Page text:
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4

There are a lot of techniques. Some of them are: IP TTL values + TCP Window size DHCP requests MDNS ARP / NDP / SEND NetBIOS SSH / SSL / TLS Here is a great article about it. Don't forget to read Nmap OS Detection.


0

To expand upon my comment: Since popular ransomware like Petya after a reboot replace the MBR (Master Boot Record/ GPT (GUID Partition Table) with malicious code and only then encrypts the MFT (Master File Table, Windows-specific) it would a viable way to go (please keep in mind that not every ransomware encrypts the MFT). To protect yourself against ...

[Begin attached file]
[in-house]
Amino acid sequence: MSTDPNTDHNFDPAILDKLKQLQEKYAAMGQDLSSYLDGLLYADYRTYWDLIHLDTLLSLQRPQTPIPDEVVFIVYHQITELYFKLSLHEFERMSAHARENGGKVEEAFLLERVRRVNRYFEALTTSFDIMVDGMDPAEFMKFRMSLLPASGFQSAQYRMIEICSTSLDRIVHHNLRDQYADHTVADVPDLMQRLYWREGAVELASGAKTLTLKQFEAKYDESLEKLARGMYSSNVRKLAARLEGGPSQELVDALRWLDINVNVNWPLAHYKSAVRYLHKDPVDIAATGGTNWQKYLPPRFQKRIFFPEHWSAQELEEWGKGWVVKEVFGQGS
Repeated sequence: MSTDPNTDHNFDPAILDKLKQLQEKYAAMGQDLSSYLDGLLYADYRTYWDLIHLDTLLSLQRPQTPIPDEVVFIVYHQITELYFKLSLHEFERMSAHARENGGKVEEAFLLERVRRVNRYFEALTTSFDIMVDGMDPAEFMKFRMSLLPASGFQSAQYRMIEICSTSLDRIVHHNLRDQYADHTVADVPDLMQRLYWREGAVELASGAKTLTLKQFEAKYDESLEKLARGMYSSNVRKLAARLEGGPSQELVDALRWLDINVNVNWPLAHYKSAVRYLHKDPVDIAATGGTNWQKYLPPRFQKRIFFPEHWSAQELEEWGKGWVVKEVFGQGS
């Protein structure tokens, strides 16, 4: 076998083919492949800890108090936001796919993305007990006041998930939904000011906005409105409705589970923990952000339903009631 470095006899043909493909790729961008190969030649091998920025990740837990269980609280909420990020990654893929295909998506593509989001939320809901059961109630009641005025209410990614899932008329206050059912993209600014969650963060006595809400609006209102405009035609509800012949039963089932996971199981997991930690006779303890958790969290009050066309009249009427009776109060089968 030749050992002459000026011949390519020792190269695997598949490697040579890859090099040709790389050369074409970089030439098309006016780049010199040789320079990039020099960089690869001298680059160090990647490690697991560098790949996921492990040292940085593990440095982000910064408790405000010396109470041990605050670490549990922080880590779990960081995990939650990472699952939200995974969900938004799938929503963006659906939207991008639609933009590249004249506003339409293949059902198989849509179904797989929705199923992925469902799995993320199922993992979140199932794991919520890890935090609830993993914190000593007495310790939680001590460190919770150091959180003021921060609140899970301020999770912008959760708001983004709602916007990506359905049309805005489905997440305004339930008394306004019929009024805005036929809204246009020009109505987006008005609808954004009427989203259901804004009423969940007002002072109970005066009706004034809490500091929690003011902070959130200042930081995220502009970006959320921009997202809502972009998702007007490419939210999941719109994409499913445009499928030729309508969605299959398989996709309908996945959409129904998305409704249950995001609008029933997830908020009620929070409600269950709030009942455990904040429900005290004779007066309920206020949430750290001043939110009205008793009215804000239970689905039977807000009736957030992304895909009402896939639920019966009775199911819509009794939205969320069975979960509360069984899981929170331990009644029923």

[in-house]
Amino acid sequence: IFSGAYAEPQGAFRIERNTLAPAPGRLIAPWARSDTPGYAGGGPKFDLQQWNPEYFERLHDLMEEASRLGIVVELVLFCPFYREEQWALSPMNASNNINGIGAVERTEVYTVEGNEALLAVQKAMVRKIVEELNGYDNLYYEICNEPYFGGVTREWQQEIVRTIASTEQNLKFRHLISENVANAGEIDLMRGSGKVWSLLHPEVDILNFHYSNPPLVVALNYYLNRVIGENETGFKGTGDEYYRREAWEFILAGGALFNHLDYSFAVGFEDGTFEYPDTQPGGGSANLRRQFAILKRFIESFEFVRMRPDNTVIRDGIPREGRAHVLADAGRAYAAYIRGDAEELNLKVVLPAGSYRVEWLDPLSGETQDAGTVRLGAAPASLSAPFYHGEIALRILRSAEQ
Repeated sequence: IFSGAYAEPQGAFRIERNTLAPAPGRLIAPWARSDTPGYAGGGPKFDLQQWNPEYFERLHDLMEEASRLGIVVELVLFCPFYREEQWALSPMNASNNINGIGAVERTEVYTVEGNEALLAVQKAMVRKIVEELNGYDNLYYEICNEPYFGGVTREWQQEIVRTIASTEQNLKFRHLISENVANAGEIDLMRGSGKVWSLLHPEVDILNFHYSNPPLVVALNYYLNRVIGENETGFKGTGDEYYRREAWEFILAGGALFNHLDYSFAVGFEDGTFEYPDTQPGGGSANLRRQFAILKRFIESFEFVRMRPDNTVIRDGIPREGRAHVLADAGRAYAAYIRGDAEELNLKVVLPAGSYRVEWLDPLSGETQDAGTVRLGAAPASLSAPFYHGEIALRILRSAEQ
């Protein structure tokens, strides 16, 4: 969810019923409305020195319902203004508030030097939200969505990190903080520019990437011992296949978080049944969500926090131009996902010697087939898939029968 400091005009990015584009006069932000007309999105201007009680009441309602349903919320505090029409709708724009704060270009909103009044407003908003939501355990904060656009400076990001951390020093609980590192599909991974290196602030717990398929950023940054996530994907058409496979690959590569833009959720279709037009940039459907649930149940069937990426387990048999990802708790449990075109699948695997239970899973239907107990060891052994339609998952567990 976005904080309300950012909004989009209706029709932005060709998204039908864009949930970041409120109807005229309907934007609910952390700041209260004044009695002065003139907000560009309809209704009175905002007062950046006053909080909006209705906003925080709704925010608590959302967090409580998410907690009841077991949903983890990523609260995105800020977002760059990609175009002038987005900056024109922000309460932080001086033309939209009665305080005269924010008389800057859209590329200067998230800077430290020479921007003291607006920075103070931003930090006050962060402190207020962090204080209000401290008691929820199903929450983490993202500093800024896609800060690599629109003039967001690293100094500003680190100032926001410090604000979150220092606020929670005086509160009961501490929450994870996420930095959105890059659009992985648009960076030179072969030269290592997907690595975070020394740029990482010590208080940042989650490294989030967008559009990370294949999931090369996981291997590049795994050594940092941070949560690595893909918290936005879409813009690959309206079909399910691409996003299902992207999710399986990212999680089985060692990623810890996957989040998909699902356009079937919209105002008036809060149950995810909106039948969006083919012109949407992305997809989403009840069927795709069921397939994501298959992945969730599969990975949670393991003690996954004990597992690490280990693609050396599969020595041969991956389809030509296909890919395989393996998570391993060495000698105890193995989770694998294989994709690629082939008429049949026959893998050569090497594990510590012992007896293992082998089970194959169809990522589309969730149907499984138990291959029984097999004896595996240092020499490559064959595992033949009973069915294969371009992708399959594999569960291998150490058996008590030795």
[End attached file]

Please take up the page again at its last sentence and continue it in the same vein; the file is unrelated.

4

Detection? Don't count on it. Watching for changed files may not help. Some malware families reads the file in memory, encrypts it and writes a new file, and deletes the original. This will not trip a "lots of modified files" trigger. Other will encrypt files in small batches, so there are no spike on disk activity or CPU usage and the user will not ...


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The best mitigation against ransomware that has gotten onto your network isn't to stop it as quickly as possible, it's to already have backups. The first step is to identify the vector and contain all of the potential malware, not just the ransomware. Until you can rule out additional payloads, you do not want your users on the network where they can ...


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